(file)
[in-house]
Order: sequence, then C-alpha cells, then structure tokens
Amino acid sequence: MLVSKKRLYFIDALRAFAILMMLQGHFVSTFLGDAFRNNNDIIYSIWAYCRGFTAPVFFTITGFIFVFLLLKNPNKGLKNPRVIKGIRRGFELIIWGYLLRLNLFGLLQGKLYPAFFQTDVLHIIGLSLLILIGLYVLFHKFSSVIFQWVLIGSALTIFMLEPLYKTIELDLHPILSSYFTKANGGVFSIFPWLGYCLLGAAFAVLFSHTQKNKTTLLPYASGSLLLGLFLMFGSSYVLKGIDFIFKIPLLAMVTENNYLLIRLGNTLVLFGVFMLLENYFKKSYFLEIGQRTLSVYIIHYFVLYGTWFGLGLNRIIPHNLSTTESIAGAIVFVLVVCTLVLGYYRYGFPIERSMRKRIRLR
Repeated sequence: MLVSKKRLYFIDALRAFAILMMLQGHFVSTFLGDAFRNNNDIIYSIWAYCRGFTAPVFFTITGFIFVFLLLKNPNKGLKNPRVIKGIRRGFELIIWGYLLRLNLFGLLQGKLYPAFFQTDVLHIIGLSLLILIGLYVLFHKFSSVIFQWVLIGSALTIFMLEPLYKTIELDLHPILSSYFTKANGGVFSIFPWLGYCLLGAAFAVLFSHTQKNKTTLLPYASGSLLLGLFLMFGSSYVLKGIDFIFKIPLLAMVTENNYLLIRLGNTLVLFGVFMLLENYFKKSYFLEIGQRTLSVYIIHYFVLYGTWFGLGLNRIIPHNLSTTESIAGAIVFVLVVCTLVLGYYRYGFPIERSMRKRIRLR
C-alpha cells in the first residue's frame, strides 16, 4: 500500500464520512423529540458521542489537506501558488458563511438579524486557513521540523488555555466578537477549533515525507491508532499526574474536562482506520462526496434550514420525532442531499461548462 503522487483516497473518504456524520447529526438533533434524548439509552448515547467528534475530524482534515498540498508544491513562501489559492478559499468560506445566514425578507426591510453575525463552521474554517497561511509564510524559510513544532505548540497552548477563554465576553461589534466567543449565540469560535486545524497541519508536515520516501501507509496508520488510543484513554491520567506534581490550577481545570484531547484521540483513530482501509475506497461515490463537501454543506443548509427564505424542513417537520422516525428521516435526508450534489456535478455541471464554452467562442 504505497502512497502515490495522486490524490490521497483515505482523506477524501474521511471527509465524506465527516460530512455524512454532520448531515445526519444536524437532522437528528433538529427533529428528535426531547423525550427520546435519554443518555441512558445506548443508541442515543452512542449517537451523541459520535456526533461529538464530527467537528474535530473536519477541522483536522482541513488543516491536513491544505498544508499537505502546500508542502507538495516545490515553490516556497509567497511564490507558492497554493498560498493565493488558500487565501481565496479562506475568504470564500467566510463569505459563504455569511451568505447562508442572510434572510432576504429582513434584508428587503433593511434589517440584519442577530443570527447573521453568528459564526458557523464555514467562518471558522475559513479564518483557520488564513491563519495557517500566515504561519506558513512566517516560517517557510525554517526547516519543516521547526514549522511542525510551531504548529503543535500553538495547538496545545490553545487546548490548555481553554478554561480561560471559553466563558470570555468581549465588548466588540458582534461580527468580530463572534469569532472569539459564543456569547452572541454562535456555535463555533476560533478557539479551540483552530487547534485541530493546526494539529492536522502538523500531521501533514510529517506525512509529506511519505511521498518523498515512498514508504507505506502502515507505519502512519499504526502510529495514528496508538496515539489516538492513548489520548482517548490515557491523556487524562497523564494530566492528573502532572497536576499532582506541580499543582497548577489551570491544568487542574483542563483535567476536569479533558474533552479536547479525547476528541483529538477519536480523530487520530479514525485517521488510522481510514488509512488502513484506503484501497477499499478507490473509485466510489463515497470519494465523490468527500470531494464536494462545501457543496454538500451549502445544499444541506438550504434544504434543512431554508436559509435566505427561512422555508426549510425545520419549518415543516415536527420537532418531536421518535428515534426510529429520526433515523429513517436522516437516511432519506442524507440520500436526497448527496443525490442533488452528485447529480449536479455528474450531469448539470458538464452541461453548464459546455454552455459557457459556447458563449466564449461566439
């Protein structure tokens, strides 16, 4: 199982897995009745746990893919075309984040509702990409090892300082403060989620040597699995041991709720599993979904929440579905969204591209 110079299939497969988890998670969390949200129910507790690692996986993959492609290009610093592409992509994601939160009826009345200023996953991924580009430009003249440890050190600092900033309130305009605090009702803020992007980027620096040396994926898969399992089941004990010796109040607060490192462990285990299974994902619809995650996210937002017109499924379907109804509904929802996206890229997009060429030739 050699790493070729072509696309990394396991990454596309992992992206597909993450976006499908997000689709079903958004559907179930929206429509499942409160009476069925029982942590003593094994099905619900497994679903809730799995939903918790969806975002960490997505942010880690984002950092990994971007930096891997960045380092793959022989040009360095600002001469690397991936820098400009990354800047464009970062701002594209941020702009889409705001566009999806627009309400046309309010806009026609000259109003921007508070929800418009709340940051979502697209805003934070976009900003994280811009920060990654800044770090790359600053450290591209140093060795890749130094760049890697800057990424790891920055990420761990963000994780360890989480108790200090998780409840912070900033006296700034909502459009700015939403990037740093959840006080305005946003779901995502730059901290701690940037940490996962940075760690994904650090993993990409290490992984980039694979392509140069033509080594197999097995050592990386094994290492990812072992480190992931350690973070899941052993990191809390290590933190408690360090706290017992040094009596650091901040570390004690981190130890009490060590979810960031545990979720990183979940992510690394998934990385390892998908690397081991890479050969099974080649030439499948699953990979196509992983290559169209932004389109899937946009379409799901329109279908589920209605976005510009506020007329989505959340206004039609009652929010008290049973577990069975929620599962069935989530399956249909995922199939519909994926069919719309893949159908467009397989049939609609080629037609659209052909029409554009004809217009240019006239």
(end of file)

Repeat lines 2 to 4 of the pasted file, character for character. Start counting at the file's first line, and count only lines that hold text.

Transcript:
Order: sequence, then C-alpha cells, then structure tokens
Amino acid sequence: MLVSKKRLYFIDALRAFAILMMLQGHFVSTFLGDAFRNNNDIIYSIWAYCRGFTAPVFFTITGFIFVFLLLKNPNKGLKNPRVIKGIRRGFELIIWGYLLRLNLFGLLQGKLYPAFFQTDVLHIIGLSLLILIGLYVLFHKFSSVIFQWVLIGSALTIFMLEPLYKTIELDLHPILSSYFTKANGGVFSIFPWLGYCLLGAAFAVLFSHTQKNKTTLLPYASGSLLLGLFLMFGSSYVLKGIDFIFKIPLLAMVTENNYLLIRLGNTLVLFGVFMLLENYFKKSYFLEIGQRTLSVYIIHYFVLYGTWFGLGLNRIIPHNLSTTESIAGAIVFVLVVCTLVLGYYRYGFPIERSMRKRIRLR
Repeated sequence: MLVSKKRLYFIDALRAFAILMMLQGHFVSTFLGDAFRNNNDIIYSIWAYCRGFTAPVFFTITGFIFVFLLLKNPNKGLKNPRVIKGIRRGFELIIWGYLLRLNLFGLLQGKLYPAFFQTDVLHIIGLSLLILIGLYVLFHKFSSVIFQWVLIGSALTIFMLEPLYKTIELDLHPILSSYFTKANGGVFSIFPWLGYCLLGAAFAVLFSHTQKNKTTLLPYASGSLLLGLFLMFGSSYVLKGIDFIFKIPLLAMVTENNYLLIRLGNTLVLFGVFMLLENYFKKSYFLEIGQRTLSVYIIHYFVLYGTWFGLGLNRIIPHNLSTTESIAGAIVFVLVVCTLVLGYYRYGFPIERSMRKRIRLR